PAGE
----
By MDC | January 1, 2024
From Missouri Conservationist: January 2024

Got a question for Ask MDC? Send it to or call 573-522-4115, ext. 3848.

Q: Why does this buck still have fawn-like spots?

As they transition from summer to winter fur, whitetail fawns typically lose their white spots completely during their first molt at three to four months of age, thus acquiring a gray uniform coloration.

In the case of this deer, it already has experienced a few molting cycles. So, it likely has a genetic trait that causes it to continue growing hair with white spots as it replaces its fur, said MDC Private Lands Deer Biologist Kevyn Wiskirchen.

“I’ve heard of this only a few times, so I believe it is very rare,” Wiskirchen said. “We have seen pictures of this deer as an adult for two consecutive years now, each time with the same spot pattern, so I would expect this deer to continue to have visible spots throughout its life.”

Q: What are the best practices for handling leaf litter and garden debris?

More and more conservationists are encouraging homeowners to keep leaf litter and plant debris in place for pollinators to use as shelter throughout the winter. If you are looking to support insect life, an untidy yard is best. Beneficial insects — such as beetles, roly-polies, grasshoppers, and crickets — use the thick layer of leaf litter to overwinter.

The insects that survive winter awaken in the spring and become a valuable source of food for ground-foraging birds, amphibians, reptiles, and small mammals. Without a healthy supply of bugs, many species of native wildlife struggle to survive.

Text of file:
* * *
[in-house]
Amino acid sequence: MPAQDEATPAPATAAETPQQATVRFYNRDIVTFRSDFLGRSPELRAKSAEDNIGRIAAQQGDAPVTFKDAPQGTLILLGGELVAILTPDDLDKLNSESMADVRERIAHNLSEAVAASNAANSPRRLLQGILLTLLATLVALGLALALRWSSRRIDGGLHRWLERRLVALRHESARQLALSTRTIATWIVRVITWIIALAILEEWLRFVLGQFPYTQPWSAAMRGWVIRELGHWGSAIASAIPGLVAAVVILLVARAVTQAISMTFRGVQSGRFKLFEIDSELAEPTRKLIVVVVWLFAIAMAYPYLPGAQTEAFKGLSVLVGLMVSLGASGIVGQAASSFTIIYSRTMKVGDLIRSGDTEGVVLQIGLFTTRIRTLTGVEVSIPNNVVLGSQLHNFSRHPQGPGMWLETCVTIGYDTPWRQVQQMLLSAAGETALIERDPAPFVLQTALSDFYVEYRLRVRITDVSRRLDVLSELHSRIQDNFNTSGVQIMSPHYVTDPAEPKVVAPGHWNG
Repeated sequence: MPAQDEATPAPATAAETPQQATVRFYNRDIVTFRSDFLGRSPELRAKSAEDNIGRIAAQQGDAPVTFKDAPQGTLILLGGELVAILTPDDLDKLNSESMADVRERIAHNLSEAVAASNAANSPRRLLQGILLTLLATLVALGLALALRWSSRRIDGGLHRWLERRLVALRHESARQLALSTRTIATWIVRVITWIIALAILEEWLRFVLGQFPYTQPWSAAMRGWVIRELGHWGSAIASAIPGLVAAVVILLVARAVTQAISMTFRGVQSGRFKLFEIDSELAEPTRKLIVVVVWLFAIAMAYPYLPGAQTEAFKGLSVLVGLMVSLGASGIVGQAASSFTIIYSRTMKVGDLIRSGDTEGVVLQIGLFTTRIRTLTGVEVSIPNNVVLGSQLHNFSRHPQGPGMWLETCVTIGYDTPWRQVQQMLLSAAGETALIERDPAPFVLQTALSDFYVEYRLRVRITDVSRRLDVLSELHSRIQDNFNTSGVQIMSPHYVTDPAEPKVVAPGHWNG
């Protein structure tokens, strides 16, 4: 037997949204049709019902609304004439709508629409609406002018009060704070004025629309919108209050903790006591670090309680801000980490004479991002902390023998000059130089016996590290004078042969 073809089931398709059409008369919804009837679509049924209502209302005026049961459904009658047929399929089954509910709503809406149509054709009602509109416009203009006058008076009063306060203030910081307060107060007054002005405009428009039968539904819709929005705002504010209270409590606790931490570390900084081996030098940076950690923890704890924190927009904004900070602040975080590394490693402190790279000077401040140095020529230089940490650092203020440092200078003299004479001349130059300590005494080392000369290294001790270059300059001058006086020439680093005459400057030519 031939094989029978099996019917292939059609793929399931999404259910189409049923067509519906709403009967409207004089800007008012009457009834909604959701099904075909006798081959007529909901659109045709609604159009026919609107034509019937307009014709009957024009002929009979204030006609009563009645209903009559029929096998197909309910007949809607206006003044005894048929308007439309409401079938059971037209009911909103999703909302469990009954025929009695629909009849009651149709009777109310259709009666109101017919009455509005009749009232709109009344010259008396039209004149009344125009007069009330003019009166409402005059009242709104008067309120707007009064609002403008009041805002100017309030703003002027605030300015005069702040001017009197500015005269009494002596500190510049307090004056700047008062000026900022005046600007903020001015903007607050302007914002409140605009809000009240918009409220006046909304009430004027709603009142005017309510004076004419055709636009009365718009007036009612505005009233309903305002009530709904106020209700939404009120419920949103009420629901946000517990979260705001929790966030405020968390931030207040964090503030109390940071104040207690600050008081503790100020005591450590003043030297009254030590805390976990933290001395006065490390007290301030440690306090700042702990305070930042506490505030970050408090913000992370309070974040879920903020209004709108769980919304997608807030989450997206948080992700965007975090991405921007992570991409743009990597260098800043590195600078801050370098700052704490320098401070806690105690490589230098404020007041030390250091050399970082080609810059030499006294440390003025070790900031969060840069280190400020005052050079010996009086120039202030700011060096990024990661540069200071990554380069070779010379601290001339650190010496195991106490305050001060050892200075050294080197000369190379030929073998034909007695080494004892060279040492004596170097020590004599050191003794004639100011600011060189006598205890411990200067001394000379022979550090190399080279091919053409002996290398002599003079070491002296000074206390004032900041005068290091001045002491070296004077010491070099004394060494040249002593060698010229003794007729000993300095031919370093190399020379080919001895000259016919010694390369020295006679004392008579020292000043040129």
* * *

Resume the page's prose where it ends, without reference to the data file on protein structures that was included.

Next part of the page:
Homeowners can help by allowing leaves to decompose naturally in a less-used corner of their yards. As an added benefit, allowing a discrete pile of leaves to compost naturally can improve the quality of the soil over time, thus making it easier for flower gardens and lawns to flourish. The slow decomposition amends the soil with rich organic matter, which provides food for invertebrates. 

A garden that supports life is going to look messier than a sterile garden. One place where it makes sense to clear away autumn leaves and plant debris is in vegetable gardens.

“These crops can be easily overwhelmed by pest species, so treatment is warranted,” said MDC Natural History Biologist Steve Buback. “Overall, we are finding that pollinator diversity in urban areas can easily equal or exceed that of natural systems, and these home plantings can play a large part in supporting that diversity.”

Q: My son harvested this buck, and we are curious about its mane. From the picture, you can see how far down its back it extends, standing approximately 1½ inches tall. We have never seen this, and we haven’t found any taxidermist that has, either. Is there any information from MDC about this?

According to Private Lands Deer Biologist Kevyn Wiskirchen, MDC has received reports of deer with manes like this several times before. So, while this trait is still considered rare, it is more common than the genetic trait of the spotted buck featured in the previous question. 

“Just like with the spotted buck, it likely also is genetically linked, perhaps a recessive trait that surfaces every so often,” Wiskirchen said. “It could be a gene that was expressed in a common ancestor of whitetails and elk, for example, and elk still express this characteristic, but whitetails typically do not.”

Not much is known about this trait, Wiskirchen said, but in online forums taxidermists report encountering deer with manes on occasion.

Also In This Issue

This Issue's Staff

Magazine Manager - Stephanie Thurber
Editor - Angie Daly Morfeld
Associate Editor - Larry Archer
Photography Editor - Cliff White
Staff Writer - Kristie Hilgedick
Staff Writer - Joe Jerek
Staff Writer – Dianne Van Dien
Designer - Shawn Carey
Designer - Marci Porter
Photographer - Noppadol Paothong
Photographer - David Stonner
Circulation – Marcia Hale